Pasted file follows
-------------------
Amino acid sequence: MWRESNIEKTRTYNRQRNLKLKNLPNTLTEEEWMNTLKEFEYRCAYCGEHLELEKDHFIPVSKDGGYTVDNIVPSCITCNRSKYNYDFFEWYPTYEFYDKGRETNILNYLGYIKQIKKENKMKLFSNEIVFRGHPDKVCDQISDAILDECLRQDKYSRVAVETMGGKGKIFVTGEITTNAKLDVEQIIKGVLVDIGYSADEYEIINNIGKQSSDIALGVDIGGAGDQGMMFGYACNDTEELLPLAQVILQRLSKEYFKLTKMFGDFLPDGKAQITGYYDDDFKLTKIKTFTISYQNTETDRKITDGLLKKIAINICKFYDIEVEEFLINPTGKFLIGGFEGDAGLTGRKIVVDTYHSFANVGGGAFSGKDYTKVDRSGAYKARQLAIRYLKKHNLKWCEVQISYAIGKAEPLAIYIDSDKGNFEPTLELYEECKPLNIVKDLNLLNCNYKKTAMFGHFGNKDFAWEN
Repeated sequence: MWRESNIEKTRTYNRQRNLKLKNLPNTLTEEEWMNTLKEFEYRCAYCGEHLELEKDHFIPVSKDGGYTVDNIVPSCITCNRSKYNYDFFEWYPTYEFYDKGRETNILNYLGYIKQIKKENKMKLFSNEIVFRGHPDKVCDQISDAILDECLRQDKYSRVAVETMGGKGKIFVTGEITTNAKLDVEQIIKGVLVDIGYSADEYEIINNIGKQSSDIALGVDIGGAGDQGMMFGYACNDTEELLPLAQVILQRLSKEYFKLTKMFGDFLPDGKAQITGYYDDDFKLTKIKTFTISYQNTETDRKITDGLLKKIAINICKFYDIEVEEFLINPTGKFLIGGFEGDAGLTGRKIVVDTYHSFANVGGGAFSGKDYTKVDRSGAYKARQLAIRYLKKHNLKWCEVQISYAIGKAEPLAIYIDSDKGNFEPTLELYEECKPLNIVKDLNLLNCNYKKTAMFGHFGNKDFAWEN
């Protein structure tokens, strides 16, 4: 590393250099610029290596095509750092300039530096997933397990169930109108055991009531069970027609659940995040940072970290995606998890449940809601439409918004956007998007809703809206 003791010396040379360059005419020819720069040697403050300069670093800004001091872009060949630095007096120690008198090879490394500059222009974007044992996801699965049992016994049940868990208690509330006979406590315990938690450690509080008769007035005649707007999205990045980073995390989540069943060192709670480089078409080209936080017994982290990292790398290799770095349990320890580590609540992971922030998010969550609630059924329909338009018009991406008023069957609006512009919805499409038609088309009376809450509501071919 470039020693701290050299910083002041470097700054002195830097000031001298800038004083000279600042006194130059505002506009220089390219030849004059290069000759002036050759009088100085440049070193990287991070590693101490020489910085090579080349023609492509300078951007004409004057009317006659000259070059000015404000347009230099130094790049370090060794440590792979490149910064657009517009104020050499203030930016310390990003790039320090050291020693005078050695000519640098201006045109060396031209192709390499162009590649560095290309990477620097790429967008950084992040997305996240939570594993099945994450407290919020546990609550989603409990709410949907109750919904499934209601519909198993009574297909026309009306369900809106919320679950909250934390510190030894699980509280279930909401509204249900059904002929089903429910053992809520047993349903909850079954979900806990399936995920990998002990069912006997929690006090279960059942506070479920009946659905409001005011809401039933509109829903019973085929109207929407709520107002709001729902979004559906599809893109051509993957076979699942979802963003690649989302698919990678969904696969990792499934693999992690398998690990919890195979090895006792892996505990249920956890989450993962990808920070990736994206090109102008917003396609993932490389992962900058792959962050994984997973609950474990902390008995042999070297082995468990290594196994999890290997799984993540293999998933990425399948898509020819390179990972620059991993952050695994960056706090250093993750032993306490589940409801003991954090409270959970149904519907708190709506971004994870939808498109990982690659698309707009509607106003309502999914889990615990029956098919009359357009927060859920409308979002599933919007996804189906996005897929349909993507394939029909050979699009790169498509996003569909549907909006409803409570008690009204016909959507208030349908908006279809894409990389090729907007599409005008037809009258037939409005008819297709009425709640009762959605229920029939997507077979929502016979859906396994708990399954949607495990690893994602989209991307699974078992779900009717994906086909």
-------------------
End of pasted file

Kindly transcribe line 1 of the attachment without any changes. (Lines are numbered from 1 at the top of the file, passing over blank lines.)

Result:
Amino acid sequence: MWRESNIEKTRTYNRQRNLKLKNLPNTLTEEEWMNTLKEFEYRCAYCGEHLELEKDHFIPVSKDGGYTVDNIVPSCITCNRSKYNYDFFEWYPTYEFYDKGRETNILNYLGYIKQIKKENKMKLFSNEIVFRGHPDKVCDQISDAILDECLRQDKYSRVAVETMGGKGKIFVTGEITTNAKLDVEQIIKGVLVDIGYSADEYEIINNIGKQSSDIALGVDIGGAGDQGMMFGYACNDTEELLPLAQVILQRLSKEYFKLTKMFGDFLPDGKAQITGYYDDDFKLTKIKTFTISYQNTETDRKITDGLLKKIAINICKFYDIEVEEFLINPTGKFLIGGFEGDAGLTGRKIVVDTYHSFANVGGGAFSGKDYTKVDRSGAYKARQLAIRYLKKHNLKWCEVQISYAIGKAEPLAIYIDSDKGNFEPTLELYEECKPLNIVKDLNLLNCNYKKTAMFGHFGNKDFAWEN